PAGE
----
# Scoring metric for machine learning method

For a machine learning method X (Deep Neural Nets variant), which performs classification tasks.

In the output layer, for every label method, X also emits the uncertainty U associated with the respective prediction.

So, in case the testing dataset is very different then the predictions made by X should have a high U. (Mean of U across all labels should be high)

In the case of testing, the dataset is indeed from the same source from which training dataset was generated. For true positives, the mean of uncertainty for the correct label would be low. In the case of false positives, the mean of U would be high (ideally).

What is the principled approach to measuring the effectiveness of method X in outputting the uncertainty? In other words, what would be a good metric to understand the performance of the method in computing the uncertainty for each label?

Metric similar to Root mean squared error or others.

– D.W.
May 30 '17 at 16:57

To talk about the uncertainty in our model's prediction, we need to adopt a Bayesian framework. Here, our predictions $y^*$ are the mean of the posterior predictive distribution $\hat{y}^* = \mathbb{E}[y^* | y]$, which minimize the mean square error. However, even if we have a value close to 0 or 1 in the classification setting, this does not imply that we necessarily have high confidence in our prediction. To get a sense of the "spread" of possible predictions on average, we can estimate the predictive variance. The link OP provided details this as, $$\underbrace{\tau^{-1}I}_{\text{prior variance}} + \underbrace{\frac{1}{T} \sum_{t=1}^T \hat{y}_t^*(x^*)^T \hat{y}_t^*(x^*) - \mathbb{E}[y^*]^T \mathbb{E}[y^*].}_{\text{variance in predictions}}$$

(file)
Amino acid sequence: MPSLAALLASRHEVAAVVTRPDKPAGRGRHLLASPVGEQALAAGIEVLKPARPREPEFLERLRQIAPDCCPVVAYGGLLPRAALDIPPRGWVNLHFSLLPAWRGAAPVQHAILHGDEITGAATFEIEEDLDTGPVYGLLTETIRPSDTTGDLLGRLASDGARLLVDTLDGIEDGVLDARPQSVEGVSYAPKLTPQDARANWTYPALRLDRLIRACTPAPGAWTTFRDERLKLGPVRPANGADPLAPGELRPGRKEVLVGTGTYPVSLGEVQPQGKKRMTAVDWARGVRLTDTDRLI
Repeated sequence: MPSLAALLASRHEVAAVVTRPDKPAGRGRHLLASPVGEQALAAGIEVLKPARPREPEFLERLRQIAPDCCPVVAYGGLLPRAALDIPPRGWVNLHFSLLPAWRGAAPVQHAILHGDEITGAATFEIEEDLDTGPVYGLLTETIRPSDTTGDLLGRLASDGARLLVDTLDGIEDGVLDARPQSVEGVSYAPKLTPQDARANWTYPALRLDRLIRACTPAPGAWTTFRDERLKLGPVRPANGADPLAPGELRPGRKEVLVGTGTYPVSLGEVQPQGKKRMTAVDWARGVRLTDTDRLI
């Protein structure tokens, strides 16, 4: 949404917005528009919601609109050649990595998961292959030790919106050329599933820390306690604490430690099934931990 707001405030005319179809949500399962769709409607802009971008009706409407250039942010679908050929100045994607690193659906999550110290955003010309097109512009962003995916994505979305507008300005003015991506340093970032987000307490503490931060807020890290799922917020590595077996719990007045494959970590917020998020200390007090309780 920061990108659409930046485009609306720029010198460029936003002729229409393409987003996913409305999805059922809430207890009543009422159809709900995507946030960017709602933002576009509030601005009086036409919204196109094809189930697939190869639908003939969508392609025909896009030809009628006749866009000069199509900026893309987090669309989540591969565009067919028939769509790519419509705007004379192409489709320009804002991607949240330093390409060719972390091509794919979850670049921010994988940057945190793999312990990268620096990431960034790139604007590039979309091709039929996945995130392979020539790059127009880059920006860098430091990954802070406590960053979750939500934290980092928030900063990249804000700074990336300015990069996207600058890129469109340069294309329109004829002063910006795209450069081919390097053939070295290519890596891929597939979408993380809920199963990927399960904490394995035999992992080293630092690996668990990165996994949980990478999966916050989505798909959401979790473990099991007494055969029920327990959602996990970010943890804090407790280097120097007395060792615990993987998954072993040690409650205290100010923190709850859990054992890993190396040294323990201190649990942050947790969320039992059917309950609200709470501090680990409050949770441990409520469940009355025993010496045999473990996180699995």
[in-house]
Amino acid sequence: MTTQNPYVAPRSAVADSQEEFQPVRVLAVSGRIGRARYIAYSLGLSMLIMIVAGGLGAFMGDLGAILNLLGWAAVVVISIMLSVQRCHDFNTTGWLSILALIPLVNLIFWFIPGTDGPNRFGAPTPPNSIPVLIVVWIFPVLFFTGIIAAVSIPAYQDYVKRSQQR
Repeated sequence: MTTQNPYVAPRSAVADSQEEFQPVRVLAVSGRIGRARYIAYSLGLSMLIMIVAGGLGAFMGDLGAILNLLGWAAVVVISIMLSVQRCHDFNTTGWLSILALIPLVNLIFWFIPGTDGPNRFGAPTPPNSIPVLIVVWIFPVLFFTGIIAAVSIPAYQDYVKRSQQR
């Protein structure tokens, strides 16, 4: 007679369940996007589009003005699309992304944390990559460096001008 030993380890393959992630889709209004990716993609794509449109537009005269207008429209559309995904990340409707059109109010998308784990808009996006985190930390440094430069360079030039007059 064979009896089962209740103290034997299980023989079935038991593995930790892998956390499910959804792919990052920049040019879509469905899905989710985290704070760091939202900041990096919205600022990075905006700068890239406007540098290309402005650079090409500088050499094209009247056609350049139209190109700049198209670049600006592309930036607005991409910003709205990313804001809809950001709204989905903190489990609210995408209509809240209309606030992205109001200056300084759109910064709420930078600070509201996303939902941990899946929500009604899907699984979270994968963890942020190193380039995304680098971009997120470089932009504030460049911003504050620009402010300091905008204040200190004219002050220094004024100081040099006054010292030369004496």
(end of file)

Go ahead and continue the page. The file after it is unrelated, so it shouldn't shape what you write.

In this setting, predictions are obtained by averaging over the $T$ drop-outs rather than the single mean from the posterior predictive, $$\mathbb{E}[y^*] = \sum_{t=1}^T \hat{y}_t^*(x^*).$$

Full disclosure, I have not completely read through the author's dissertation, but after skimming it, it appears to link several interesting concepts: 1) Bayesian variational inference and drop-out, and 2) deep neural networks and gaussian processes. IMHO this is the first step to couching neural networks in a proper statistical setting that enables researchers to better understand what is going on and why things work at all.

There are at least two possible interpretations of uncertainty: (a) uncertainty/confidence in the label that the network predicts; (b) uncertainty in the probability/confidence score that the network outputs for the predicted label. (There might be others as well.) Let me explain both of those.

## Confidence scores: uncertainty in the label

Standard deep learning methods already provide a confidence score for their prediction. They output not a single label, but a probability distribution on labels (through a final softmax layer). Then a cross-entropy loss function is used to measure how well the predicted distribution matches the known labels, on the training set.

Once you have this, you can easily measure uncertainty. When applied to a test instance $x$, the output will be a probability distribution on labels. If the label $\ell$ has the highest probability (in this distribution), say probability $p$, then $p$ is a measure of the network's uncertainty/confidence: the smaller $p$ is, the more uncertain (the less confident) the network is in its prediction.